Rural Women Entrepreneurs

“Alone we can do so little, together we can do so much...” , Helen Keller.

Rise of Women Entrepreneurs in Rural India

Women entrepreneurs in rural India are evolving as a reckoning force for socio-economic and cultural growth. Micro-business units have now started functioning in nooks and corners of every village and are helping women sustain themselves and their families. In India, almost 25% of women MSME’s are owned by women entrepreneurs who account to 20% of the total workforce.  

The financial stability that a business offers them is enough to secure a livelihood and build on to their lives. They can now afford better education for their children, and create job opportunities for community members.  

Read on as we bring exceptional stories of women entrepreneurs in rural India.

Rural Woman Entrepreneurs in India

The Lijjat Papad- a popular Indian snack, has become a household name and everyone has their yummy papad’s adorning our snack and dinner tables. But did you know that the brand was the brainchild of seven Gujarati women headed by Jaswanti and was funded by an organization named the “Shri Mahila Griha Udyog.” With an annual turnover of over 800 million, this is an inspiring example of how a small-scale rural business has scaled up to provide employment and sustainability to over 48,000 people and has an office in Mumbai too. 

A mother of two, she was barely making it through the day with the income from paddy cultivations. But her courage and determination saw the formation of a micro-industry that makes utensils out of areca nuts. She took a loan facilitated by a self-help group and started her own manufacturing unit. Her story is a perfect example of grit and determination. The unit has a significant turnover, and has been a great source of income, support, and sustainability for North-East women.  

From selling custard apple (a native Indian fruit) at 0.026 cents to earning $1500 per month, Babli is another example of a woman having gained livelihood through micro-business and the cottage industry. Funded by the National Rural Livelihoods Mission, which is an initiative of the Ministry of Rural Development, she secured a loan of Rs 5 lacs and started a pulp extraction unit. Today, they employ more than 150 women and supply custard apple pulp to companies and earn a fifty percent profit. They also have collection centers from where they buy custard apples for 0.050 cents per pound from farmers directly thus sustaining their livelihood in the process.  

Navalben, 62 years old, is a a rural entrepreneur who was able to ride the COVID 19 tide smoothly due to her business skills. In the year 2020, she sold milk worth hundred and fifty thousand dollars and made a whooping profit of 40-50%. She has a small dairy setup at her home which was possible due to a loan funded by the Amul co-operative society. She also employs fifteen women in her dairy and runs a sustainable business that has withstood many adversities. She has also been recognized as a millionaire entrepreneur by the CEO of Amul Co-Operative Society, proving that age is just a number.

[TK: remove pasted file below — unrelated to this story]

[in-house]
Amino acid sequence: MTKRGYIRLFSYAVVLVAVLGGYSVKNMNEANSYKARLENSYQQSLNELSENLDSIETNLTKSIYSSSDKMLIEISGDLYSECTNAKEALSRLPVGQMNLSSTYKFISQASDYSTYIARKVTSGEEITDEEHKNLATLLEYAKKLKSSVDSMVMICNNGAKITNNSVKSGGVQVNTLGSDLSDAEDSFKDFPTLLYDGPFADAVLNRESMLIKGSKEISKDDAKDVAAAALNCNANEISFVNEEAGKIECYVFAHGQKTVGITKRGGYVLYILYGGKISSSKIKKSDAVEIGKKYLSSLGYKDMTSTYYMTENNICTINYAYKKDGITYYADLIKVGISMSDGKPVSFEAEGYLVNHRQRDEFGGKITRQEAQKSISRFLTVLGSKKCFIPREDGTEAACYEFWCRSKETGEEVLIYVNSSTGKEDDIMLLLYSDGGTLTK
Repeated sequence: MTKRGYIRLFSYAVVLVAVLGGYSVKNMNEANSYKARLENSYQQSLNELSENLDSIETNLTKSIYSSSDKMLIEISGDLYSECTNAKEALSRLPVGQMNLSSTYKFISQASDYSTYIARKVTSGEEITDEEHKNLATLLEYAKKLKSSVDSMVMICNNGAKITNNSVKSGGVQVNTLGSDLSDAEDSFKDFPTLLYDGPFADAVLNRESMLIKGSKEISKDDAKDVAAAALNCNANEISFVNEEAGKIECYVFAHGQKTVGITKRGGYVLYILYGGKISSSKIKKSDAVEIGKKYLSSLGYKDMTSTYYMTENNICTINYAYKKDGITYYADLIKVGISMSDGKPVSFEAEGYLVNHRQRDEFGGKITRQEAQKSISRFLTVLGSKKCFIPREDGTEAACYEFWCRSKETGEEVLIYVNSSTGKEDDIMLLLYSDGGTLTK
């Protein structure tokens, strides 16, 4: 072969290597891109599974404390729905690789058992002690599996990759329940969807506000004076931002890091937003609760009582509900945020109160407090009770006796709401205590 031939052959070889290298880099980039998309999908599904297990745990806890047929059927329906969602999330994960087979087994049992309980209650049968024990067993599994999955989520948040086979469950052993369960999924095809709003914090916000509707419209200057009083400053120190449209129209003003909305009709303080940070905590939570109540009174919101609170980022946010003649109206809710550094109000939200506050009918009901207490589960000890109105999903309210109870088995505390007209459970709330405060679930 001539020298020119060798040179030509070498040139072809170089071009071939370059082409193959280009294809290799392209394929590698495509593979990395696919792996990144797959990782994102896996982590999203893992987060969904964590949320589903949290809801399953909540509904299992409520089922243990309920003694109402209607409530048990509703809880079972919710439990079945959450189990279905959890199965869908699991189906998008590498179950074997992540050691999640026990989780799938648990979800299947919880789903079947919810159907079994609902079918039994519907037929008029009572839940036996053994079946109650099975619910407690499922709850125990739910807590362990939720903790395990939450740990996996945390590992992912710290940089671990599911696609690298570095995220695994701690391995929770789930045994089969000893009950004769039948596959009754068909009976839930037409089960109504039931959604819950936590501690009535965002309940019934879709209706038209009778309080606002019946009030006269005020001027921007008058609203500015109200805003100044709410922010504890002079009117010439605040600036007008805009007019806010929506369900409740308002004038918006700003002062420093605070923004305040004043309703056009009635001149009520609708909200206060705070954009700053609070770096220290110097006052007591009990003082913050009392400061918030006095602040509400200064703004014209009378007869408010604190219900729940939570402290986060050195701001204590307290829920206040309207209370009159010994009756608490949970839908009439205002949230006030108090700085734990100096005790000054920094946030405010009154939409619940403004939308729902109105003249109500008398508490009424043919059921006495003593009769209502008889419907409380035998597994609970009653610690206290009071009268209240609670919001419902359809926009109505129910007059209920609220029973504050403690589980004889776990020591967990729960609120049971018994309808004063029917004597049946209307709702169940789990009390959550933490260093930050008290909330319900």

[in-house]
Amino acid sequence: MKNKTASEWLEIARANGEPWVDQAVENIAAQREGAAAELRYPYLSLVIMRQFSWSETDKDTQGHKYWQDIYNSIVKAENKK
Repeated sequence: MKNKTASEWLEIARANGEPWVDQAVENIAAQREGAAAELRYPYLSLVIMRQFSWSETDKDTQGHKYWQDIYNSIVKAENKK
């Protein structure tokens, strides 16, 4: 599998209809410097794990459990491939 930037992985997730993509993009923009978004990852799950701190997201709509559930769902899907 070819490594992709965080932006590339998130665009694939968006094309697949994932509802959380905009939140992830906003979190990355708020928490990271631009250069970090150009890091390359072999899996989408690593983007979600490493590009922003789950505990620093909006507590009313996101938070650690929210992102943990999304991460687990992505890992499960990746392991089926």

Why are rural woman entrepreneurs thriving in the 21st century? 


  1. Higher returns– The Government of India and private enterprises have made the loan process for woman entrepreneurs easy and inexpensive. The interest rates are low and the process is smooth. Many corporate companies also provide interest free loans as a part of their CSR initiatives. This eases up the set-up process and leads to a quicker return on investment.  
  2. Ability to multi-task– Rural women are adept at multitasking. They prove to be a valuable asset to a start-up and are able to work and generate revenue quickly. Their needs to secure a good future for their kids and financial freedom also act as a big motivation to excel at work. 
  3. Taking risks- A survey by KPMG has shared their findings and it states that women have a higher appetite for taking risks than their male counterparts.  Their vision for development is well-rounded and takes into account a lot more than just the financial aspect of a business. 

In a country like India, empowerment of women has always been in the backseat. A woman owning a bank account was thought to be a benchmark and financial freedom was more of a taboo than a boon. But as of 2022, we have almost sixteen million enterprises that are solely owned and run by women.  

This is a huge transformation and talks clearly about the empowerment of women in rural India. It talks of their courage, endurance, and entrepreneurial skill.  

The shift in women dominating the workforce is coming to the forefront and would definitely go on to enhance the future of the country with a new dimension to entrepreneurship.  

At Venerate, we’ve created a custom loan origination system for banks, which makes the process of loan disbursement a seamless one. The system standardises workflow right from the application, credit check, soft copy approval, background verification, and UW/CC approvals.  

This International Women’s Day, we are proud that as more women begin their entrepreneurial journeys, they are able to access quick loan disbursals powered by Venerate. 

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